Any organisation using PST files must address the significant challenges which accompany them – namely, a lack of access and control over email communications.
Here’s why PSTs are so risky for businesses, and how businesses who currently use PSTs can approach this issue:
Loss of control and access
PST files have the potential to be scattered anywhere in an organisation. This is because they are usually stored in an ad-hoc manner by the end-user, and as users typically opt to store PSTs locally, this impinges on the IT department’s ability to access or control the flow of email communications.
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It then becomes a nightmare for anyone trying to manage knowledge and information in an organisation, because…
Redundant files are stored all over the place
Users will usually store them locally to free up mailbox space and so they can reference them when needed. In addition to this, they may archive their PSTs to a central location on the server. But having multiple copies of documents can clog up the server significantly (any opened PST file needs to be fully backed up, even if it’s only being viewed). Also, it makes locating data for inventory purposes – a task that is supposed to be simple – quite challenging.
Data can easily be lost, corrupted, or stolen
Corruption of PST files can result in permanent loss of data. Typically, they have a 2GB maximum size. When it’s stretched to its limit, the file is at risk of corruption. If you fail to achieve recovery, your data is gone forever. IT support costs may increase because of the amount of time employees spend on calling up support to recover their corrupted files.
There’s also a definite security risk when it comes to PSTs. Since PSTs allow offline access to email and are often stored locally on employee laptops, data can be taken and accessed outside of the organisation. This increases the chances of corruption for PSTs stored on laptops because they weren’t backed up.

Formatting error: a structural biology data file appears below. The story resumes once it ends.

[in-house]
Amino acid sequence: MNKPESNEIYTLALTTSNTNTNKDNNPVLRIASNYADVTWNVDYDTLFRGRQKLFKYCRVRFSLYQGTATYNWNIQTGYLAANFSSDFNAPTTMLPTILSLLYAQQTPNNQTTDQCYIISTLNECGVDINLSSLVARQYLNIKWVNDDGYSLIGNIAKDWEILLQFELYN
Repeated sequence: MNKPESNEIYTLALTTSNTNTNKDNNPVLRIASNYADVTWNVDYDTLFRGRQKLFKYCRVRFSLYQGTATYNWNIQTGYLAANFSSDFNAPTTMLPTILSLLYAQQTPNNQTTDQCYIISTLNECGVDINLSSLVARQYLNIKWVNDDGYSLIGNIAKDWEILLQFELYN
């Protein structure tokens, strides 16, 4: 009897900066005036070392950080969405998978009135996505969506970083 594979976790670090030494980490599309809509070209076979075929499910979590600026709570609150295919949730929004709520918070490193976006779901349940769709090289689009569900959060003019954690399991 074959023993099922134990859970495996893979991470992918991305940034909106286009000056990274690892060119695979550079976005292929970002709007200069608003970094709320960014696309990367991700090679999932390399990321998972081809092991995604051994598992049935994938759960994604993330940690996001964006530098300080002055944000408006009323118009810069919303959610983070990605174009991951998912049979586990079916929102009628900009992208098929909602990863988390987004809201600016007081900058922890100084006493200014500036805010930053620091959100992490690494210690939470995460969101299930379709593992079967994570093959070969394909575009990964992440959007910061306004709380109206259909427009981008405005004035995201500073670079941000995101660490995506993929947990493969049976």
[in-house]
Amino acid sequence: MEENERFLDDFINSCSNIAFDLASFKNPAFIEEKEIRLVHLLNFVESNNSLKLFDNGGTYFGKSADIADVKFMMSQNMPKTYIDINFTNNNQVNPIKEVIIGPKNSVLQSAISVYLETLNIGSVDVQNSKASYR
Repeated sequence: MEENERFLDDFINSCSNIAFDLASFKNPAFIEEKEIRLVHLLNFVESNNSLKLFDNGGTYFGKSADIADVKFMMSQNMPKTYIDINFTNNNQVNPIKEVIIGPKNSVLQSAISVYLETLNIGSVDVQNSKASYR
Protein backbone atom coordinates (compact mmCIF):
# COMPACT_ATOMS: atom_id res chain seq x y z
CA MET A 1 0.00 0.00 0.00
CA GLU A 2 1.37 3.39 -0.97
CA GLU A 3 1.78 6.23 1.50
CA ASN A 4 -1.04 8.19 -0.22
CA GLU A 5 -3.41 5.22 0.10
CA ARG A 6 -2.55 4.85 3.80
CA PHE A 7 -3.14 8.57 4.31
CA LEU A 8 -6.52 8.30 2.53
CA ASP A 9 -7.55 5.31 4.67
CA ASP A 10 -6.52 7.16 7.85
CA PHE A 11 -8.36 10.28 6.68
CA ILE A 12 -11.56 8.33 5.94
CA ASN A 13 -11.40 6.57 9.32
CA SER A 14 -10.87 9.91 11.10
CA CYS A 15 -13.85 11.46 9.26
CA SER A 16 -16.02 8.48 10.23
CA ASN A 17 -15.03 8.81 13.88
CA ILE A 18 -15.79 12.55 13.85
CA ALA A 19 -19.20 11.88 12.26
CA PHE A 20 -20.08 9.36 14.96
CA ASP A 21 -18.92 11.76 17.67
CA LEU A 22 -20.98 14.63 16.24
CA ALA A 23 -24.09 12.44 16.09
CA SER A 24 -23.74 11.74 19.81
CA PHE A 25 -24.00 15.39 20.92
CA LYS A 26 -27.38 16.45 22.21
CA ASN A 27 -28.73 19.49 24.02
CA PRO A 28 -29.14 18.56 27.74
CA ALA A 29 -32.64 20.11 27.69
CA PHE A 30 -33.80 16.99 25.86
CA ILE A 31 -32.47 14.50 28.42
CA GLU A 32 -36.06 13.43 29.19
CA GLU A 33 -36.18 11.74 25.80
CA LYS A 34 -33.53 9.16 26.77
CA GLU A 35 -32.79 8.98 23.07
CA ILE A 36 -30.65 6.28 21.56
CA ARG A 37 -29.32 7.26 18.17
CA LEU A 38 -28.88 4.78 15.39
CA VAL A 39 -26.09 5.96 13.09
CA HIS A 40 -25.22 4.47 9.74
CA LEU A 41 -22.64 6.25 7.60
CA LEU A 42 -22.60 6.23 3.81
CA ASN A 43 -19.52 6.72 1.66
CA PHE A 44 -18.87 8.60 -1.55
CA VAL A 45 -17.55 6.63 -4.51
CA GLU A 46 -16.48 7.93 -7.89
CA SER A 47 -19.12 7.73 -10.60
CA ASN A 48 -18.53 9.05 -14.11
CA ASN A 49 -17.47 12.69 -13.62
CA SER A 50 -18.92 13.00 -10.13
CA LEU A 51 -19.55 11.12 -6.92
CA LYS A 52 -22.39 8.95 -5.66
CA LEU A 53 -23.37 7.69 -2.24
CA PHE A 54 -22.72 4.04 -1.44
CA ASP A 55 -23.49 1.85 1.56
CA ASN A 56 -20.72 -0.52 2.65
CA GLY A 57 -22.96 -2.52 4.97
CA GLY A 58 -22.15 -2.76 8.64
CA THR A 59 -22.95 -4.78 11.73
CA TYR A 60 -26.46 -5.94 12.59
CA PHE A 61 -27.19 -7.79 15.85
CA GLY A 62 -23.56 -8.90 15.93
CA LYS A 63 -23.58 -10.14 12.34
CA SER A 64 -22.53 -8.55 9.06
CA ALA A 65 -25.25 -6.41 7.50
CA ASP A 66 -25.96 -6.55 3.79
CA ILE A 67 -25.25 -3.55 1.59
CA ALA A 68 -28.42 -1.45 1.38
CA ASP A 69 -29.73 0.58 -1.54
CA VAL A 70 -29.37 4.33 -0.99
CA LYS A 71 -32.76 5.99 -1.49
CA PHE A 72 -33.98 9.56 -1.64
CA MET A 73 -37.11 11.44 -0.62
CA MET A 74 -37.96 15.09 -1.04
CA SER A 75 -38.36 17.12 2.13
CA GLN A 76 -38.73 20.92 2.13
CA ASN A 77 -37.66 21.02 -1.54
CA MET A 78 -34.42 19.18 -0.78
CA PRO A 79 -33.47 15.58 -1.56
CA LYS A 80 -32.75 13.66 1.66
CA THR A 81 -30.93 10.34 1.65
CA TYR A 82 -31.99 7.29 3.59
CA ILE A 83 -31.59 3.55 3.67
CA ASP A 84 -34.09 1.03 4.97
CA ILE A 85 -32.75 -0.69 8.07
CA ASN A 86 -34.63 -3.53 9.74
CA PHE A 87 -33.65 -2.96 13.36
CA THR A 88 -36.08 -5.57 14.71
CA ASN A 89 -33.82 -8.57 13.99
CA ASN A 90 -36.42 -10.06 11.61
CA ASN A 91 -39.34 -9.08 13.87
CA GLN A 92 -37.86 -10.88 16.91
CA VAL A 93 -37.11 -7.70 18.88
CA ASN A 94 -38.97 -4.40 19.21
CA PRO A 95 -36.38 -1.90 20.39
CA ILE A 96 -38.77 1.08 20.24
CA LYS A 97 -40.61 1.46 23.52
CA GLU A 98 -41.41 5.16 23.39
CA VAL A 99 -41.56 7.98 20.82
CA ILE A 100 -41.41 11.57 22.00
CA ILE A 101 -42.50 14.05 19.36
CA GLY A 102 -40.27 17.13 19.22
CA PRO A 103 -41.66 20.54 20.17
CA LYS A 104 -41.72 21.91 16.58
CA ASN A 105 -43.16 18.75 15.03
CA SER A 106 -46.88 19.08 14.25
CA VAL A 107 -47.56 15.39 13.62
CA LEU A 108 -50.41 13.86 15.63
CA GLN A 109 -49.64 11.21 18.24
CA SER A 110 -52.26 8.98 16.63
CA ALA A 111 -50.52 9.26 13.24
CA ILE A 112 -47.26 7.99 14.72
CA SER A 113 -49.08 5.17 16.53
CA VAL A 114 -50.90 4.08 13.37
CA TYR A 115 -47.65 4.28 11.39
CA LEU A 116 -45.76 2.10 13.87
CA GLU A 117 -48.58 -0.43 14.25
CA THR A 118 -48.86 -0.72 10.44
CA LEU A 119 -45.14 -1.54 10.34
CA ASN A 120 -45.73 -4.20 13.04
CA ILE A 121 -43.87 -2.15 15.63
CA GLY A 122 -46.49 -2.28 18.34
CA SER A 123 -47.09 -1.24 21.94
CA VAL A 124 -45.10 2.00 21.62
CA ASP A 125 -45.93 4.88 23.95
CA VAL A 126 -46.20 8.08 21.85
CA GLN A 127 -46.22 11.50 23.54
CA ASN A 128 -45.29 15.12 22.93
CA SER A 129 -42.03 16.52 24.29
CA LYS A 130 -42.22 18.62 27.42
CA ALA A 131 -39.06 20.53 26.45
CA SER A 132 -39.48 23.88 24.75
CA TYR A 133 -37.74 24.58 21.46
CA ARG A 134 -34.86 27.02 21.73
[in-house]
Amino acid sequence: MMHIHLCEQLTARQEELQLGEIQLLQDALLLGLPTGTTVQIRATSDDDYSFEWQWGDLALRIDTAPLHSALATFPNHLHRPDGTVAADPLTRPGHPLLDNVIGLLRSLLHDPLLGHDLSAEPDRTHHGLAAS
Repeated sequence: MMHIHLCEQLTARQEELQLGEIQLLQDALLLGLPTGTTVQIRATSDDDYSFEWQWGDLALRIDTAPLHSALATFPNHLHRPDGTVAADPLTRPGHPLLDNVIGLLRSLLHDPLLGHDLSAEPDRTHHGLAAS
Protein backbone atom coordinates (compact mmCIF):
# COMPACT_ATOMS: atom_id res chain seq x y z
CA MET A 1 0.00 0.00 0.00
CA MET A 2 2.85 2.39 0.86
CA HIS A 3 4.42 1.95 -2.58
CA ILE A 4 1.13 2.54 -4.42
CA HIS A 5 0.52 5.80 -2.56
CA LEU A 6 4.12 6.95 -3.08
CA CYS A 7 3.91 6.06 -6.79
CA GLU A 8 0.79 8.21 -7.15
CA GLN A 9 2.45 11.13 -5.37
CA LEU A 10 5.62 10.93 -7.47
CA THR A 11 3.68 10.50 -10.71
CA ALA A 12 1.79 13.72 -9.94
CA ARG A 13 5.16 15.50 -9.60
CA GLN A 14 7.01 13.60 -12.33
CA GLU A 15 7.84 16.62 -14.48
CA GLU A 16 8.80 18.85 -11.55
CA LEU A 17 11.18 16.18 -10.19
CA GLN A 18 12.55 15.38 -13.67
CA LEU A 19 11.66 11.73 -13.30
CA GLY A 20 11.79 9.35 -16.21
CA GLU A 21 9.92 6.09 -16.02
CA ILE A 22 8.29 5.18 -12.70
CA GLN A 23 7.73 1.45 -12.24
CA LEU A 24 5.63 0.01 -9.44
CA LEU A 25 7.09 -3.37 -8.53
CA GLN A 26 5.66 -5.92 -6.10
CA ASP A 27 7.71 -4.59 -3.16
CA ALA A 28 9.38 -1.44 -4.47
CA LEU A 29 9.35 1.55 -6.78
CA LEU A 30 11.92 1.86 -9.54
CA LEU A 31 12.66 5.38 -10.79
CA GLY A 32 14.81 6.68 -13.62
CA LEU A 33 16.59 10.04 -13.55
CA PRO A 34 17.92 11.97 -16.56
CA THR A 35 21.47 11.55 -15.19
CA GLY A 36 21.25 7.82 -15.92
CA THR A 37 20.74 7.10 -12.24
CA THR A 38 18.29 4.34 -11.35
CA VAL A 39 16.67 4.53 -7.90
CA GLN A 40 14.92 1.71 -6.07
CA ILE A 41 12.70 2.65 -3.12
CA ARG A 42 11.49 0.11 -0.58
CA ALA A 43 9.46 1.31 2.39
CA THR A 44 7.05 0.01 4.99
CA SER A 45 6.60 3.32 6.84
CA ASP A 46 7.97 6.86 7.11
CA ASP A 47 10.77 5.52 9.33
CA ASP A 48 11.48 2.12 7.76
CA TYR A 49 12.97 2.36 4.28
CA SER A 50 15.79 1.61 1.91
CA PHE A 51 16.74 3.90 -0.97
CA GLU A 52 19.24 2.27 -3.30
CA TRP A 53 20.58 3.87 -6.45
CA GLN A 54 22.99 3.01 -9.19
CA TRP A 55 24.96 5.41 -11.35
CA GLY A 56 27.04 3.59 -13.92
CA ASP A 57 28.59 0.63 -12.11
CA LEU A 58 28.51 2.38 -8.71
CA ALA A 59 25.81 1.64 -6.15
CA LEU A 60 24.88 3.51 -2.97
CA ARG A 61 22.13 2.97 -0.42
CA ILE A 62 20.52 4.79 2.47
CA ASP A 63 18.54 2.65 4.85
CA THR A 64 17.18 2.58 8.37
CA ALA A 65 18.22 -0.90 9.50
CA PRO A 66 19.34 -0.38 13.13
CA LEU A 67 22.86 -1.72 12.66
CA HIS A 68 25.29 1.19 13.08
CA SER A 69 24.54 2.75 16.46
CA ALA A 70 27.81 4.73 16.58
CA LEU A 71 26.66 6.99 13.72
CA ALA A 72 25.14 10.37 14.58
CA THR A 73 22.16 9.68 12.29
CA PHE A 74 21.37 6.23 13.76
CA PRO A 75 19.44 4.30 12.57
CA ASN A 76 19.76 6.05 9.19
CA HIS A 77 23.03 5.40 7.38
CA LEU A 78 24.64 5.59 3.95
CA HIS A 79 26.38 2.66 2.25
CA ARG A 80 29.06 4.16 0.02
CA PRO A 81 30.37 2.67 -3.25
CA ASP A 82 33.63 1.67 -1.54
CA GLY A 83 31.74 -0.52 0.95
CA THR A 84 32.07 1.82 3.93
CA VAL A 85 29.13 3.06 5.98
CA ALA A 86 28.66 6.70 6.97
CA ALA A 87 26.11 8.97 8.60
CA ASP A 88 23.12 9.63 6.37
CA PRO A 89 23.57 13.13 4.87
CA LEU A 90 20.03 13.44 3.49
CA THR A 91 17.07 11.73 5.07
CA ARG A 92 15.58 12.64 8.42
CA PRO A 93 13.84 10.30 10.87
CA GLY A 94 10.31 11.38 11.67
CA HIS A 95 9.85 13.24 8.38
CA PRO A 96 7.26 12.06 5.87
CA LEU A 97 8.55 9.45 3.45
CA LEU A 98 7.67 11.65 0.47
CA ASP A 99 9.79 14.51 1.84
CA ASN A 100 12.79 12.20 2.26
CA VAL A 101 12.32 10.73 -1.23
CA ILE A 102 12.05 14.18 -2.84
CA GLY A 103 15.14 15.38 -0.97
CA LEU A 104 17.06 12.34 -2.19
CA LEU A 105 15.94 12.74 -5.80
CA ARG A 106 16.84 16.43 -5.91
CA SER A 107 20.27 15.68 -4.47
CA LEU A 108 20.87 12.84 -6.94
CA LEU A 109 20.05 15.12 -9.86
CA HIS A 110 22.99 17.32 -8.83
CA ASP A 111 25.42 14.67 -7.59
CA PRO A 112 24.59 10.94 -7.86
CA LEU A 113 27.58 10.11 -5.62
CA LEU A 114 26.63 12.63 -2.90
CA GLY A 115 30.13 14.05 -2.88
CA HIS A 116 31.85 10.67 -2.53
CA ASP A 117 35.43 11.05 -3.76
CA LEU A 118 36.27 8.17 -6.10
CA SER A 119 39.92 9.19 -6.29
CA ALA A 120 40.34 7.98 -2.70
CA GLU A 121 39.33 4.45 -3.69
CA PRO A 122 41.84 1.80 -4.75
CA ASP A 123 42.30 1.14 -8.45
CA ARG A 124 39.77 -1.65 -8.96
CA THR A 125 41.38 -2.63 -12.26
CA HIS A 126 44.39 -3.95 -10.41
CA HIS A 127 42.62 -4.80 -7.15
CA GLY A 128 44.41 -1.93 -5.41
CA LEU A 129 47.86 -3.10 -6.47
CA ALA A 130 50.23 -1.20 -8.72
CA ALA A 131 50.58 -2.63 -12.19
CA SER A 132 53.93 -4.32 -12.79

It’s an eDiscovery nightmare
Perhaps the biggest risk of all is the hassle PSTs bring to the legal discovery process. As PSTs contain data related to business records, they are a part of an organisation’s electronically stored information (ESI), and therefore subject to litigation and discovery requirements.
The problem is it may prevent you from being able to comply with a discovery request, because…
- You can’t get the data you need quick enough, because your internal team is scrambling to find scattered documents in personal folders. In this case, each user will have to find and put a hold on documents to support litigation, and provide the files needed. This is a flawed system – not only is time wasted sifting through irrelevant data, but it allows for human error as data may have slipped through the cracks.
- You might be charged with data spoliaton (this is when you fail to preserve electronic evidence during litigation) because you’re not sure how your staff are deleting data from those PST files, removing them from your servers. Deleting emails that you’re sure won’t be needed for legal reasons in the future is essential, but you shouldn’t be leaving that up to individual staff members. It’s much safer to archive everything and keep control of deletion within the IT team. The penalties for failing to comply with regulatory email retention standards are extremely costly, and in Australia, board members and directors are personally liable.
In both of these scenarios, PST files will cost you a lot of time and money.
Solving the PST problem
So how do you get that control and access over corporate information back in your hands?
IT managers in PST-using organisations need to think about…
- How personal folders are being used, and what risks accompany them. If you can’t access them because they’re stored locally, or have no control over them because end users can do what they like with them, then you have a risky PST problem.
- If eliminating PSTs entirely will help you to respond to a discovery request. There are workarounds which allow the IT team to wrestle back control of managing PSTs from end-users, but PST use places a continuous demand for more storage, and drains IT resources in managing ongoing usage and selective deletion of emails. The end result is still a legal discovery nightmare! Ultimately, alternatives to eliminating PST usage still lead to the use of PST files and therefore still lead to the same risks that we’ve covered at the top of the blog post. This is why we recommend that they be eliminated completely. New technology makes for a better way to archive email – especially in this era of big data.
- The benefits of archiving solutions. Email archiving providers like SAVE IT who offer unlimited retention and storage will eliminate the need for PST file usage, as well as the massive security risk which accompanies it.
For more information on the email archiving options available to you, including cloud-based archiving, please download our complimentary whitepaper:
How does your organisation address PST usage? Share your thoughts with us in the comments section below.
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